Tag Archives: Isabela Merced



by Hope Madden

Sometimes it’s fun to reconsider a Shakespearean story from the perspective of a side character. Rosencrantz and Guildenstern got their own play. Juliet’s nurse got her own book. So why not Romeo’s first love, Rosaline?

Director Karen Maine takes Rebecca Serle’s YA novel When You Were Mine back to Verona for a savvy, fun if slight reimagining of the Bard’s tragic love story. Kaitlyn Dever (who also produces) stars in a comedy that pokes holes in old-fashioned concepts of romance.

Devers is Rosaline, beloved of Romeo (Kyle Allen, your future He-Man, here sporting an eerily Heath Ledger look). He climbs her balcony at night, brings her roses, speaks such poetry – so when he finally tells her he loves her, why does she freeze?

It doesn’t matter. She’ll make it up to him at the masquerade ball, where Montagues and Capulets can dance together without anyone ever knowing. Brilliant! But she’s held up by one of her dad’s stupid suitors, Dario (Sean Teale, of the strong jawline and perfect teeth). By the time she gets to the ball, everyone’s gone. Romeo is long, long gone.

But soon enough she realizes it’s her young cousin Juliet (Isabela Merced) he’s fallen for. So, Rosaline takes Juliet under her wing in an attempt to undermine the new romance, to comedic ends.

The best bits come by way of Rosaline’s nurse, played with droll perfection by Minnie Driver, but the entire supporting cast is rock solid. Bradley Whitford is a charmingly befuddled father, Nico Hiraga gives good reason that Steve the Courier never seems to deliver packages properly, and Spencer Stevenson gets off a couple of chuckles as Paris. Anachronistic dialog fits the fun.

Maine’s film, written for the screen by Scott Neustradter and Michael H. Weber (who together penned The Spectacular Now, 500 Days of Summer, The Fault in Our Stars), is intentional in the way it dismantles damaging tropes of romance. Classic romantic stories pit women against women. And the best-known romance of all time ends with two youngsters making the dumbest decisions ever put to paper.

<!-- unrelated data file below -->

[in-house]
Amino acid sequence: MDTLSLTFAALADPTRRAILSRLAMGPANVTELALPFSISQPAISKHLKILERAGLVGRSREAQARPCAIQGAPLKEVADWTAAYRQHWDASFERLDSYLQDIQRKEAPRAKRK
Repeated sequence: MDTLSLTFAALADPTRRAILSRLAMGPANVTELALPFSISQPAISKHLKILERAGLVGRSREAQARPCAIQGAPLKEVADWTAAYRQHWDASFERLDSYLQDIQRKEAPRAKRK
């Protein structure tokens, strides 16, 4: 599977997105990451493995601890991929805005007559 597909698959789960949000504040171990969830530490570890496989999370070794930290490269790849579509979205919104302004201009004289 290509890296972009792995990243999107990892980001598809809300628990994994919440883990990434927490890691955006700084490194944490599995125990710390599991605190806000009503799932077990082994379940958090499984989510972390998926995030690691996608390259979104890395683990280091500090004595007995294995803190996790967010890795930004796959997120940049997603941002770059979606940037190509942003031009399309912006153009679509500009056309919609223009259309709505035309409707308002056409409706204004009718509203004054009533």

Rosaline recognizes this and makes light entertainment of it all. Dever is more than strong enough to carry the comedy. Her heroine offers stubbornly wrong-headed reasons for resilience and it’s hard to root against her. There’s nothing profound here, but it’s a breezy bit of fun.

Drug Problems

Sweet Girl

by George Wolf

You know that feeling when someone comes out of a security door at the precise moment you’re trying to come in without a key?

Or when a major cable news show puts your call right through to the air on the very same day you find a uniform in exactly your size hanging up and waiting for you to blend in somewhere you don’t really work?

Me neither. So while Netflix’s Sweet Girl calls attention to a very real problem in America, the narrative that drives it trades authenticity for gimmicky contrivanace.

Through a frequently changing timeline we meet Ray Cooper (Jason Momoa) and his daughter Rachel (Isabela Merced). Tragedy hits their Pittsburgh-based family when wife/mother Amanda Cooper’s life is cut short by cancer. Amanda fights hard, but finally succumbs when a promising new drug is withheld by obnoxious Pharma Bro Simon Keely (Justin Bartha).

While Keely and Congresswoman Diana Morgan (Amy Brenneman) are on live TV debating prescription drug prices, Ray calls in to blame the price-gouging Keely for his wife’s death, and to promise violent revenge.

Ray’s nationwide threat seems to only arouse the interest of an investigative reporter on the trail of a Big Pharma conspiracy, and when Ray’s meeting with the writer turns unexpectedly bloody, father and daughter become fugitives hunted by both the cops and the killers.

In his feature debut, director Brian Andrew Mendoza utilizes Momoa’s hulking charisma via some standard fight choreography, but the gifted Merced seems wasted. Writers Gregg Hurwitz (The Book of Henry) and Phillip Eisner (Event Horizon) serve up a journey of convenience on the way to a third act twist that will define how smoothly the film goes down.

If you can keep your eyes from rolling, this film may feel like the franchise kickstart it aims to be. Otherwise, Sweet Girl leaves a pretty sour aftertaste.